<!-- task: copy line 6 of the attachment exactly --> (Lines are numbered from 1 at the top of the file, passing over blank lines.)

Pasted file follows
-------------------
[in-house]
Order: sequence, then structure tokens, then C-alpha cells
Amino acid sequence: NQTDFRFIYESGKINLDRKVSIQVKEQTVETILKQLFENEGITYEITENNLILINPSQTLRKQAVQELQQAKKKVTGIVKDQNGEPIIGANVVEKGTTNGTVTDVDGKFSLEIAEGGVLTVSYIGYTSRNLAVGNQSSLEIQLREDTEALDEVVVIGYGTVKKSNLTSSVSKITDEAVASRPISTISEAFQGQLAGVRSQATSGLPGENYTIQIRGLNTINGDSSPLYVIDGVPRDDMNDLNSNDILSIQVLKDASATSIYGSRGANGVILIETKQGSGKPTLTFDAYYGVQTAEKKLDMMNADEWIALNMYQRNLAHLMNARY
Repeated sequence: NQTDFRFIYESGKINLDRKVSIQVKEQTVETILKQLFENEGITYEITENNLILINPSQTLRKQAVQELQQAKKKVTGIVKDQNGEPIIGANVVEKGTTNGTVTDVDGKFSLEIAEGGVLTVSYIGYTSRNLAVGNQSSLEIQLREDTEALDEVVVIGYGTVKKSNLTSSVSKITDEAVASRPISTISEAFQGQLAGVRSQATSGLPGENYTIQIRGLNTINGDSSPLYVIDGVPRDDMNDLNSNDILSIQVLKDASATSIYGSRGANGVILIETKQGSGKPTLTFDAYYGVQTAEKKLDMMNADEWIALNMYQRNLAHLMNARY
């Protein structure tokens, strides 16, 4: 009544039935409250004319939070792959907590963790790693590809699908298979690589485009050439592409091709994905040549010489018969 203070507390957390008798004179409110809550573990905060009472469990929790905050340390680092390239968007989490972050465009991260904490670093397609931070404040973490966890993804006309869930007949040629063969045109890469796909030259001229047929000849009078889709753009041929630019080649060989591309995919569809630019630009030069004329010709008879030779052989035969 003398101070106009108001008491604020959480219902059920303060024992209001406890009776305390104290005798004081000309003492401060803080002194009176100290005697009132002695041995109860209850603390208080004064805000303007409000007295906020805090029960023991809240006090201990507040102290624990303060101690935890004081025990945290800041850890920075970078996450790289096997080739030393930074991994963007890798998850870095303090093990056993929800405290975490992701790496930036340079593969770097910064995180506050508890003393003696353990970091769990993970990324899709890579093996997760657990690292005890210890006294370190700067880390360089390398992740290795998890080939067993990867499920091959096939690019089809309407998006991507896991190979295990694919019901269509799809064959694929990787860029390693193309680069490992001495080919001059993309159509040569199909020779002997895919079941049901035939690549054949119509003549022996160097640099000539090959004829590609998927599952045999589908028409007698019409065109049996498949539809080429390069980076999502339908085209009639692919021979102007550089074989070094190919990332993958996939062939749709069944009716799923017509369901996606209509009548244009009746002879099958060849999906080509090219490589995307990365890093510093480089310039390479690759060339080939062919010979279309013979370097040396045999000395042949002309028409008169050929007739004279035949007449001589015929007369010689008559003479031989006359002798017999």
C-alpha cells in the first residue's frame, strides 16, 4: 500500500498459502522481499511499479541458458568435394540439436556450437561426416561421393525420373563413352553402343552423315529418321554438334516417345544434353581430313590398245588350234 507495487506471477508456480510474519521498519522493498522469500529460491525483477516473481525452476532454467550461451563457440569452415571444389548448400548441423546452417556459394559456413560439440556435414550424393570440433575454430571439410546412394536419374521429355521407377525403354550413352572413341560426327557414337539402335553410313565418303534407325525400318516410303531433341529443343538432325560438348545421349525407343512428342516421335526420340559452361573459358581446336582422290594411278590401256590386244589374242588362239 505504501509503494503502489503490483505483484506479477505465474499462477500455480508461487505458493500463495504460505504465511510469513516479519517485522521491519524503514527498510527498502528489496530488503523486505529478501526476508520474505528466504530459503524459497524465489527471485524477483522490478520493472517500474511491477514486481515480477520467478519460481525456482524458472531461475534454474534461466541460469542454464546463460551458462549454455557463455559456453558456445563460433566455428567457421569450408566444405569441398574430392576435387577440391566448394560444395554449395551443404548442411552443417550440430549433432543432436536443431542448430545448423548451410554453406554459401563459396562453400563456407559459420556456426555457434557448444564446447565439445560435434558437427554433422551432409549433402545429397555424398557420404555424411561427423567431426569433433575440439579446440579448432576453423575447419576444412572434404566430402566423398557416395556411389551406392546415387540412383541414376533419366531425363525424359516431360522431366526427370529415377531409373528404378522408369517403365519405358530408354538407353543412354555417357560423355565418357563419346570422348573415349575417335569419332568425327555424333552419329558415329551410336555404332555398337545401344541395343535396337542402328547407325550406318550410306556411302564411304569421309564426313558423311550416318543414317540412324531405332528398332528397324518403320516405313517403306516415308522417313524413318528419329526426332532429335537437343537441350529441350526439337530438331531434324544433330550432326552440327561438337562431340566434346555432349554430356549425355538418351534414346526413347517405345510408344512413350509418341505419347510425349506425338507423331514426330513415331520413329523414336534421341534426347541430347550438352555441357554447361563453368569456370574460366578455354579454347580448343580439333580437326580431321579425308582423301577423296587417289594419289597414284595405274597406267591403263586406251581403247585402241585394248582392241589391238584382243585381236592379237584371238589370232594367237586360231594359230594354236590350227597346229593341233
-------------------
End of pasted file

C-alpha cells in the first residue's frame, strides 16, 4: 500500500498459502522481499511499479541458458568435394540439436556450437561426416561421393525420373563413352553402343552423315529418321554438334516417345544434353581430313590398245588350234 507495487506471477508456480510474519521498519522493498522469500529460491525483477516473481525452476532454467550461451563457440569452415571444389548448400548441423546452417556459394559456413560439440556435414550424393570440433575454430571439410546412394536419374521429355521407377525403354550413352572413341560426327557414337539402335553410313565418303534407325525400318516410303531433341529443343538432325560438348545421349525407343512428342516421335526420340559452361573459358581446336582422290594411278590401256590386244589374242588362239 505504501509503494503502489503490483505483484506479477505465474499462477500455480508461487505458493500463495504460505504465511510469513516479519517485522521491519524503514527498510527498502528489496530488503523486505529478501526476508520474505528466504530459503524459497524465489527471485524477483522490478520493472517500474511491477514486481515480477520467478519460481525456482524458472531461475534454474534461466541460469542454464546463460551458462549454455557463455559456453558456445563460433566455428567457421569450408566444405569441398574430392576435387577440391566448394560444395554449395551443404548442411552443417550440430549433432543432436536443431542448430545448423548451410554453406554459401563459396562453400563456407559459420556456426555457434557448444564446447565439445560435434558437427554433422551432409549433402545429397555424398557420404555424411561427423567431426569433433575440439579446440579448432576453423575447419576444412572434404566430402566423398557416395556411389551406392546415387540412383541414376533419366531425363525424359516431360522431366526427370529415377531409373528404378522408369517403365519405358530408354538407353543412354555417357560423355565418357563419346570422348573415349575417335569419332568425327555424333552419329558415329551410336555404332555398337545401344541395343535396337542402328547407325550406318550410306556411302564411304569421309564426313558423311550416318543414317540412324531405332528398332528397324518403320516405313517403306516415308522417313524413318528419329526426332532429335537437343537441350529441350526439337530438331531434324544433330550432326552440327561438337562431340566434346555432349554430356549425355538418351534414346526413347517405345510408344512413350509418341505419347510425349506425338507423331514426330513415331520413329523414336534421341534426347541430347550438352555441357554447361563453368569456370574460366578455354579454347580448343580439333580437326580431321579425308582423301577423296587417289594419289597414284595405274597406267591403263586406251581403247585402241585394248582392241589391238584382243585381236592379237584371238589370232594367237586360231594359230594354236590350227597346229593341233